It's now fully functional! Shout out to my man (and colleague) Brett for his assistance along the way.
// Lessons Learnt & Ramblings //
For one; check drivers and make sure they're currently up to speed with current OS environments (in this case, Windows 10) I just assumed modern parts would have up-to-date drivers and utilities on hand to download. Wrong.
Fractal Define S: aesthetically it's a brilliant thing. The cable management is fantastic and comes in handy when you're initially putting all the parts inside the case. The only thing I haven't been impressed with is the out-of-the-box fans. They aren't as quiet as Fractal boast (a company known for pushing their ability to deliver quiet computing experiences) This may have something to do with the window model, but regardless - I was expecting a less ‘audible’ performance. Some non-stock fans may be the solution here (I hear good things about BeQuiet! fans)
The Corsair Strafe RGB keyboard is a pleasure to type on. The mechanical keys aren't too noisy or 'clicky', and the back-lighting adds a cool fun element. Likewise, the Razer DeathAdder Chroma is super comfortable in the hand, and has delivered an extremely smooth experience thus far. I'd totally recommend both of them. I'm very impressed with the Acer XG27HU. Assembly was a sinch, and tweaking the colour profiles was a simple process. I've only spent an hour or so gaming on it so far but it hasn't missed a beat. I also plugged in my MacBook pro via DisplayPort to do some design work, and I found the colour profiles to be on-par with those found in iMac's/MBP's and other Apple-esque screens.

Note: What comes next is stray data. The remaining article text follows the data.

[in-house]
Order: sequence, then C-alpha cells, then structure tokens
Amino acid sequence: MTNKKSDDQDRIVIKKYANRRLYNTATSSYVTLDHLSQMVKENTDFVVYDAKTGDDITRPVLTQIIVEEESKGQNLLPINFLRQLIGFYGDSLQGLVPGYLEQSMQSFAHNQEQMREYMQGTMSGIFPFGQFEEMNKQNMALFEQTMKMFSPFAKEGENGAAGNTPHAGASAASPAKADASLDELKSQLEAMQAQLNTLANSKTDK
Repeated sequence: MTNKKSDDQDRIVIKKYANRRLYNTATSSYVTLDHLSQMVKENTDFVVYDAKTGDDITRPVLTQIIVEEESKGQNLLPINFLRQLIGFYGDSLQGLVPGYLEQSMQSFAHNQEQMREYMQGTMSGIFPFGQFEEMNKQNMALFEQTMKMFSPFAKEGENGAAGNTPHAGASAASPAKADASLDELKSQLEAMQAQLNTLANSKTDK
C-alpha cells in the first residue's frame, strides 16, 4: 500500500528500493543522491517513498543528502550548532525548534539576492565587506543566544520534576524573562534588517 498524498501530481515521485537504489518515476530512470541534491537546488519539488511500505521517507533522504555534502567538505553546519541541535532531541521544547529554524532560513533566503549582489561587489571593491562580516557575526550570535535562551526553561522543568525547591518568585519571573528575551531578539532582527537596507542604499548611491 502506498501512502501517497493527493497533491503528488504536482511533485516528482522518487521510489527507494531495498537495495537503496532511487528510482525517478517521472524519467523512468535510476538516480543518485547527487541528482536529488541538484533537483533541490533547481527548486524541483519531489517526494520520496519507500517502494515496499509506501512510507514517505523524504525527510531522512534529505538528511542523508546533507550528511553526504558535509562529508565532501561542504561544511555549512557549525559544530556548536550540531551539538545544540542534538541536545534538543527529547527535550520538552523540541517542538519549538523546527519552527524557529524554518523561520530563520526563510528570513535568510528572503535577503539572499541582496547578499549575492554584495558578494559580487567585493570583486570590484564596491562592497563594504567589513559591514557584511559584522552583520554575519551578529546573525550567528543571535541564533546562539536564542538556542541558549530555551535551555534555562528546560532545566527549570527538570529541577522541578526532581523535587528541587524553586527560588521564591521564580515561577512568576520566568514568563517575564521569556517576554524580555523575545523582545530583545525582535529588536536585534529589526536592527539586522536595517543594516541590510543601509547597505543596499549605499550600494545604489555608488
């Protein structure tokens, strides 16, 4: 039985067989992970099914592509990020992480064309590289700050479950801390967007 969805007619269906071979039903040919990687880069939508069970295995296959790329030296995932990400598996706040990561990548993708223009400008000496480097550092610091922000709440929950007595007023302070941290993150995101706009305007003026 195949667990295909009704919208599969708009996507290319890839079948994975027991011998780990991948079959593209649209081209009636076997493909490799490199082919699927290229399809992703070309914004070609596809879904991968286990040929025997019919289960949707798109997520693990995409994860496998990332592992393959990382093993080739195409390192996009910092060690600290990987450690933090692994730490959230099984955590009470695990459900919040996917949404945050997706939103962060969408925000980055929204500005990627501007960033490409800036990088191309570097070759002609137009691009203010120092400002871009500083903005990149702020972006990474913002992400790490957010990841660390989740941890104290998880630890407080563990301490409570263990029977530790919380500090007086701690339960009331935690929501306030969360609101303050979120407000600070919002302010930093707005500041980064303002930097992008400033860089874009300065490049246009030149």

All in all this was a great build. The wireless card debacle tainted the 'excitement' factor slightly - but once the problem was solved it was all smiles! :)
// Updates July/August 2016 //
Okay, so long story short - the R9 is gone, as is the Acer XG270HU. It was a mixture of average performance by the R9 (and a store clerk who wasn't overly transparent when he sold it to me, by forgetting to mention how close to the end of the life cycle the card was)
The monitor had to be refunded due to some major issues with one of the side panels. The store I purchased it from (online) didn't go into much detail, beyond offering either a replacement or a straight refund. Considering I was planning to switch to the GTX camp, I decided on a refund and went for a G-Sync monitor. Enter: Acer XB270HU This...thing...rocks. Unreal performance, beautiful colours, and an adjustable height. The glossy finish is a bit of a bummer but I can live :)
Next was the graphics card. I was entertaining the GTX1060 but decided "well, if I'm upgrading, I may as well take a decent step up" The 1080 cards are impressive but a bit OP for someone like me who has no interest in VR or loco games like ARK. The 1070 looked like a great fit. My heart was set on a MSI GTX 1070 Gaming X 8GB card but beyond the 'sometimes a tad quieter than other after-market options' I found that reviews tended to swing towards ASUS or even EVGA. I landed a great deal with another local shop on an ASUS GTX1070 Strix 8GB card and I've never looked back. It's rather quiet and the three fans do their job well. The adjustable LED lighting is a treat as well.